By Dana Brown
This paper will attempt to analyze Donald Brittain’s critically acclaimed film by examining its origins, reception, conditions of production, and cinematic conventions used to emphasize Brittain’s commentary. In addition to the above, this paper will attempt to assess the historical narrative that Canada’s Sweetheart tries to address.
On the surface, Brittain’s sarcastic commentary and seamless transition from stock footage to dramatization is a powerful depiction of Canadian Labour history. However, upon deeper analysis it is evident that Brittain’s treatment of events, especially the history of the Canadian Seamen’s Union, and general treatment of working class history, is lacking. Brittain’s voice-over misses the class antagonisms that were at play by focusing merely on the injustices perpetrated by one man. Instead Brittain focused on the Canadian government’s involvement in Banks’ impunity while in Canada. His mockery of the Canadian establishment, highlighted the supposed victim status of the country in the face of American imperialism, evades what should be a necessary treatment of class and union politics in Canada during the Cold War. Brittain’s internalization of classic American cinematic conventions, or codes, betrays his liberal/ individualist bent that prevents and in-depth analysis of complex interactions between institutions, ideologies, and groups of citizens with common interests in society.
The inspiration for this film came from Richard Nielsen, a policy advisor for the then powerful Canadian Brotherhood of Railway Transportation and General Workers (CBRTGW) in the 1950s and 1960s.1 Nielsen had since left the union movement to work as a television producer. When Nielsen was a part of the Brotherhood, his union, although actively advocated for the replacement of CSU with SIU, openly opposed the Canadian Seamen’s Union in the early 1960s; which was tantamount to declaring war on Al Capone. Nielsen led an organizing drive that raided SIU members, as a response to attempted raids by the Seafarer’s International Union. Hal C. Banks’ Seafarer’s International Union violently opposed the Brotherhood on the Vancouver docks.2 The man that took Nielsen’s place was so violently beaten by Banks’ bat wielding goons, he almost died. These events inspired Nielsen to write a script, which presumably concentrated on west coast events.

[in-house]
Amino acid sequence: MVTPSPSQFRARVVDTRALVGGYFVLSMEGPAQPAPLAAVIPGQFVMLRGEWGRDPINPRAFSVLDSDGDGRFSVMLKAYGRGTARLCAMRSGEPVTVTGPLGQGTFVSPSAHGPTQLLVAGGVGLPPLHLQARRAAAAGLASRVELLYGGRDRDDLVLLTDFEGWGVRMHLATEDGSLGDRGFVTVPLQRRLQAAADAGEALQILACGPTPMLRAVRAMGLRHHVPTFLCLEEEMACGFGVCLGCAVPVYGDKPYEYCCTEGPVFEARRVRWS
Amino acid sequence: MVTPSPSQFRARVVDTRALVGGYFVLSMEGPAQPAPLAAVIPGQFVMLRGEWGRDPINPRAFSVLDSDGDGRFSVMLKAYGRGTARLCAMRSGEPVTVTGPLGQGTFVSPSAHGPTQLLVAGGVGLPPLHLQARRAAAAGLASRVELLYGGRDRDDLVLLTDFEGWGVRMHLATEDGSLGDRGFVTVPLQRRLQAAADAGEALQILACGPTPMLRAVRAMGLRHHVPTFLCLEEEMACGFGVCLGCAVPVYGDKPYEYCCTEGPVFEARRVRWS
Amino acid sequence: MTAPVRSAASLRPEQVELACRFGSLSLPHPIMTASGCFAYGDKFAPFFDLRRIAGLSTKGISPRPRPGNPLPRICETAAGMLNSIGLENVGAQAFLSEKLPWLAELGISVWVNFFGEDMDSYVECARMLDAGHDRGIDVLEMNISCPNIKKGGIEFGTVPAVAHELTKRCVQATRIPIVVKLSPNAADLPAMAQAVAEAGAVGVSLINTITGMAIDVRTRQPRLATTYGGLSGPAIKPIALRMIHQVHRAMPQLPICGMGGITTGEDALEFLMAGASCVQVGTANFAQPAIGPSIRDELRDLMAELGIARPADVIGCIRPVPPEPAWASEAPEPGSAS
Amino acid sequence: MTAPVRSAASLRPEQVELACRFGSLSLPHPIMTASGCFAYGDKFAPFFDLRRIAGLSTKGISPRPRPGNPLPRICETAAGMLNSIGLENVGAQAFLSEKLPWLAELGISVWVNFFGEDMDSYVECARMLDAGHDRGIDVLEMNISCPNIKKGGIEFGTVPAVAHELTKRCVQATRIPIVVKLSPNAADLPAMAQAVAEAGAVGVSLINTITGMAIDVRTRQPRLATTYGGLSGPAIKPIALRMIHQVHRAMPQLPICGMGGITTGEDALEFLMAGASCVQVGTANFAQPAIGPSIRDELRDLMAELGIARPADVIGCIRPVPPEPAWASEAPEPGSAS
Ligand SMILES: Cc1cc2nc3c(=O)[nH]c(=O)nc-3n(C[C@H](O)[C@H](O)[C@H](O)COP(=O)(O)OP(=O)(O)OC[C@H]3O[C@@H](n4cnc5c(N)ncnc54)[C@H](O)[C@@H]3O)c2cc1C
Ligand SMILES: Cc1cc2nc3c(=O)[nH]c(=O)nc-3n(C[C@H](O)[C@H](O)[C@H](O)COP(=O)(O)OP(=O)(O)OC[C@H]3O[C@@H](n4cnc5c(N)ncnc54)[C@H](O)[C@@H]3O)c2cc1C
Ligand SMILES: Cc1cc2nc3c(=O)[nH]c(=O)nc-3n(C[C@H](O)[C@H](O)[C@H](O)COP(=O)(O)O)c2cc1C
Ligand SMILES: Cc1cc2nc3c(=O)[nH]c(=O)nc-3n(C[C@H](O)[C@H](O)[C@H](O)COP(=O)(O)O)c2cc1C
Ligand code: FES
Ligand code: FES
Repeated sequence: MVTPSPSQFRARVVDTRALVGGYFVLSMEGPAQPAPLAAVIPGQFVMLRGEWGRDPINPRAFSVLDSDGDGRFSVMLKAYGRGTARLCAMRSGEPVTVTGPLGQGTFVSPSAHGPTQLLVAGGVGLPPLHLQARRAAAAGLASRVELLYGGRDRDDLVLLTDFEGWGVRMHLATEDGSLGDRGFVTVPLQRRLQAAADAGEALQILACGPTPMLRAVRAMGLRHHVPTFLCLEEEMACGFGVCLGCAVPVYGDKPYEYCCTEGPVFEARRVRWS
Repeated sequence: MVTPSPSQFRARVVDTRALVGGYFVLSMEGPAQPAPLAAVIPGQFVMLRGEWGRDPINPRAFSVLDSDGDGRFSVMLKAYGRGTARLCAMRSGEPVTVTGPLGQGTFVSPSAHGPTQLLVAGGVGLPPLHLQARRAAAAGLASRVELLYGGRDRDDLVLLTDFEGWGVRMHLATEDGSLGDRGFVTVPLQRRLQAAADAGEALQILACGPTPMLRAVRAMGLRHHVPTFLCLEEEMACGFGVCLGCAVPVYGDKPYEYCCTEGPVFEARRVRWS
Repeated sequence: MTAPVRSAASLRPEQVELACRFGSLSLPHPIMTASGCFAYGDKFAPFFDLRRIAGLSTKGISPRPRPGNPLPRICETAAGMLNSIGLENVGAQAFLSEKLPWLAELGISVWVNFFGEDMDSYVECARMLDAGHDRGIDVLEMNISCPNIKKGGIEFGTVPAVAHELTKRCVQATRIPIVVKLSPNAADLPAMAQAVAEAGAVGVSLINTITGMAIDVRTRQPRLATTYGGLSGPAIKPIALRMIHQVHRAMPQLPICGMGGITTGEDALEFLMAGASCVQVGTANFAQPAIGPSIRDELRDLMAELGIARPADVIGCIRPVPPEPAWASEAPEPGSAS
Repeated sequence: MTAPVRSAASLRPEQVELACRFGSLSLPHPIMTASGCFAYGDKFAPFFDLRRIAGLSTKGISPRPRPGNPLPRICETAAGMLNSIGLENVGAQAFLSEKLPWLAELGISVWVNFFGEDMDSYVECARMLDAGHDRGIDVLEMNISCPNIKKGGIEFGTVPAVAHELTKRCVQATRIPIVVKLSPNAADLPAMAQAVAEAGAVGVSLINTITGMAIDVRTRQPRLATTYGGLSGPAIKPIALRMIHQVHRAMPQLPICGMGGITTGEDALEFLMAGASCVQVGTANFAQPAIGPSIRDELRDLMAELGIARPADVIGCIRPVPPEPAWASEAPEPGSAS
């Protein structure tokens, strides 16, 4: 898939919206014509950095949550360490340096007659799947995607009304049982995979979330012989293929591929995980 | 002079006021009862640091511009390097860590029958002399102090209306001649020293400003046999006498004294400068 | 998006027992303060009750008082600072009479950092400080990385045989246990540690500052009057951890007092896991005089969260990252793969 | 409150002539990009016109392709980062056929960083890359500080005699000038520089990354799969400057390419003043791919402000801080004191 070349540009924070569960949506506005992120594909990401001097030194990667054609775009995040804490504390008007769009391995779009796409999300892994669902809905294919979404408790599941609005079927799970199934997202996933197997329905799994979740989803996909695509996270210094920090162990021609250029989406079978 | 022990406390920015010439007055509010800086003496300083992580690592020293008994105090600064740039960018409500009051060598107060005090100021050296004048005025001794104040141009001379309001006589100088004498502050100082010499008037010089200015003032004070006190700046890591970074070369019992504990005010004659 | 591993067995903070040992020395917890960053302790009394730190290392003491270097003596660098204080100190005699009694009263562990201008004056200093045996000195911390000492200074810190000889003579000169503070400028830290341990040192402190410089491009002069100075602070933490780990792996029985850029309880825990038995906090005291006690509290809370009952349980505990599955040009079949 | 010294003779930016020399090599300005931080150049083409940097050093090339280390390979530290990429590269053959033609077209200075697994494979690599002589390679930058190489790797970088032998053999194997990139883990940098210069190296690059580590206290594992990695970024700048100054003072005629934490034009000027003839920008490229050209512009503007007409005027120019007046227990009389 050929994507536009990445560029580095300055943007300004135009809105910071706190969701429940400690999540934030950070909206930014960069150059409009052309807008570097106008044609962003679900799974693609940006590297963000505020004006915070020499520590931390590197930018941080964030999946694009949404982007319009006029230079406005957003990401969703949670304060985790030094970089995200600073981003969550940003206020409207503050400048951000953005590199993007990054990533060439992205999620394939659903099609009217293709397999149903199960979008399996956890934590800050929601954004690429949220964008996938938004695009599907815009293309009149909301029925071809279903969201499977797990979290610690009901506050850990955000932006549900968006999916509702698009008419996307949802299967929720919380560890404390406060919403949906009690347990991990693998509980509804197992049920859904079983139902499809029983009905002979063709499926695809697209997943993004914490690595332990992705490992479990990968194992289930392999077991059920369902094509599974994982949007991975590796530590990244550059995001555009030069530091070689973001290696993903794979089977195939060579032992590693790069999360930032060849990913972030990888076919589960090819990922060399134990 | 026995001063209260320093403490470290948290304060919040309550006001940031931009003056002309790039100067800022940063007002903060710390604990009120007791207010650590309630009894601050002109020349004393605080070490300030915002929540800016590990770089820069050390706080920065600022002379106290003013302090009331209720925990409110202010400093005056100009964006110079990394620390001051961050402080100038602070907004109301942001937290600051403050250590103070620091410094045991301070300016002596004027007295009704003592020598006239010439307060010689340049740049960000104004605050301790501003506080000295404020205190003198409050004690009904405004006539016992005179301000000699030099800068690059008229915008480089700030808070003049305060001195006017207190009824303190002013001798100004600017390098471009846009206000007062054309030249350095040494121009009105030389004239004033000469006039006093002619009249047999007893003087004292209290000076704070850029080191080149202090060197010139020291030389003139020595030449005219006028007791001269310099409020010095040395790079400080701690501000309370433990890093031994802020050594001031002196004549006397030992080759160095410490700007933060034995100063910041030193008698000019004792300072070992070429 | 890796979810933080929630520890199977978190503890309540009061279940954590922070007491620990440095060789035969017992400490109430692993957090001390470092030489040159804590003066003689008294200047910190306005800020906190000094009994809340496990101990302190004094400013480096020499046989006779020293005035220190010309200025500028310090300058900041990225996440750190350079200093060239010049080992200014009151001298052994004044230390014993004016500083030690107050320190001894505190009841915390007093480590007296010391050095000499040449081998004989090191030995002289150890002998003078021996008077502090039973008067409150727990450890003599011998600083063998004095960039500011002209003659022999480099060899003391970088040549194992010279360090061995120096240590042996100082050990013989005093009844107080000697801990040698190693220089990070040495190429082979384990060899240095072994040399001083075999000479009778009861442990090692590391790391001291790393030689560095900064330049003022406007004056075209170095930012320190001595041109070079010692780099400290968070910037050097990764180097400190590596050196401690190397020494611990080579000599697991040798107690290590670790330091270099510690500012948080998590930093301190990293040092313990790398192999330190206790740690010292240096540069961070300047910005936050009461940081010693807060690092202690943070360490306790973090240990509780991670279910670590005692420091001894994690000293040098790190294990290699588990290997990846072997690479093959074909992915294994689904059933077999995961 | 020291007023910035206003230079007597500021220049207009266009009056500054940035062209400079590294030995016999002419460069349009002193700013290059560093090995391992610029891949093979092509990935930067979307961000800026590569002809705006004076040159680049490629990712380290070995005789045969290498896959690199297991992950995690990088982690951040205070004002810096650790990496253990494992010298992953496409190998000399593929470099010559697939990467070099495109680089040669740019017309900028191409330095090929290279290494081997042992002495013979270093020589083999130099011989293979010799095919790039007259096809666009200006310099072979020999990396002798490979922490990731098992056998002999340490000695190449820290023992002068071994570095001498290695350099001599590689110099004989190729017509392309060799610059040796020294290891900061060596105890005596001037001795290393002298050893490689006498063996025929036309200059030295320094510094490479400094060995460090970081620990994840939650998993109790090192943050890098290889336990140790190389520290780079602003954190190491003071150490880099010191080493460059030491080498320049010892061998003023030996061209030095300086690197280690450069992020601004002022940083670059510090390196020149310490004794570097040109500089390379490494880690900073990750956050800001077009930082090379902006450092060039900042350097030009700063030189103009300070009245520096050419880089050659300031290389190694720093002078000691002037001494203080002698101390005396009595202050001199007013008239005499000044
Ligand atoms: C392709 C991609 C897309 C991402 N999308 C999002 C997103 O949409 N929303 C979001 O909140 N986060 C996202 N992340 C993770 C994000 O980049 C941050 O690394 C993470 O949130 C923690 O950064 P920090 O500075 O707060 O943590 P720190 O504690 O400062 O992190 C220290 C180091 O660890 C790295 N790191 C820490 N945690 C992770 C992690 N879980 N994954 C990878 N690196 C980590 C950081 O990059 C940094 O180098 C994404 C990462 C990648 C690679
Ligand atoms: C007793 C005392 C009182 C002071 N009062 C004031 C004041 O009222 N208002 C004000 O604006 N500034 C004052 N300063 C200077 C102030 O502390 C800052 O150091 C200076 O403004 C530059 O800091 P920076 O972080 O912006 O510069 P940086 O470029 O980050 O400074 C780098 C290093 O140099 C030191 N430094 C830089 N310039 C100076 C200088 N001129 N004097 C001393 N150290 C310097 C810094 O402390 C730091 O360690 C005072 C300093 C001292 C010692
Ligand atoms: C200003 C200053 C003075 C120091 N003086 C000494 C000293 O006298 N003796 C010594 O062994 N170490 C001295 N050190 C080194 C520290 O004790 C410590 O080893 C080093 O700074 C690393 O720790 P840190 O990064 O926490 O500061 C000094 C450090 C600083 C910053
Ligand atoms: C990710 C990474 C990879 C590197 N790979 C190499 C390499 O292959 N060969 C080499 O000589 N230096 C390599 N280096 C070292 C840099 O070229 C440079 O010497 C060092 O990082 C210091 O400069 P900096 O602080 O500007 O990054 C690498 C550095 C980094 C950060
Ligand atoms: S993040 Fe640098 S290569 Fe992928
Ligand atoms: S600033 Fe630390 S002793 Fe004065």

Through a mutual friend, Richard Nielsen met Donald Brittain, by then a world renowned film maker. Brittain received Nielsen’s script and promptly rewrote it. His motives for making the movie were clear; Brittain was not interested in Hal C. Banks, he states, “I was interested in the collusion of the Canadian Government… I used to think of Canadians as being superior to Americans, particularly during the McCarthy period, but, as I reached some degree of maturity, I realized there was an enormous amount of hypocrisy in this country’s smugness and complacency.”3 The significance of Brittain’s intention is important as his focus detracts from contributions this film makes to historical knowledge. Whether he wanted to or not, Brittain created a docudrama out of sheer necessity. This film clearly followed the conventions of film, and was based on primary archival and interview sources. Most of the information used for the film came from the 1962 Norris Commission (the Commission’s purpose was to investigate claims of corruption and violence in the Canadian SIU). The docudrama was filmed in Montreal in 1985 as a joint project between the CBC and the National Film Board. Their budget was approximately 1 million dollars and it was shot in both black-and-white and colour. The film also relies heavily on first-hand accounts by people who were there. Whatever events that were not captured on film, Brittain reenacted them as accurately as possible.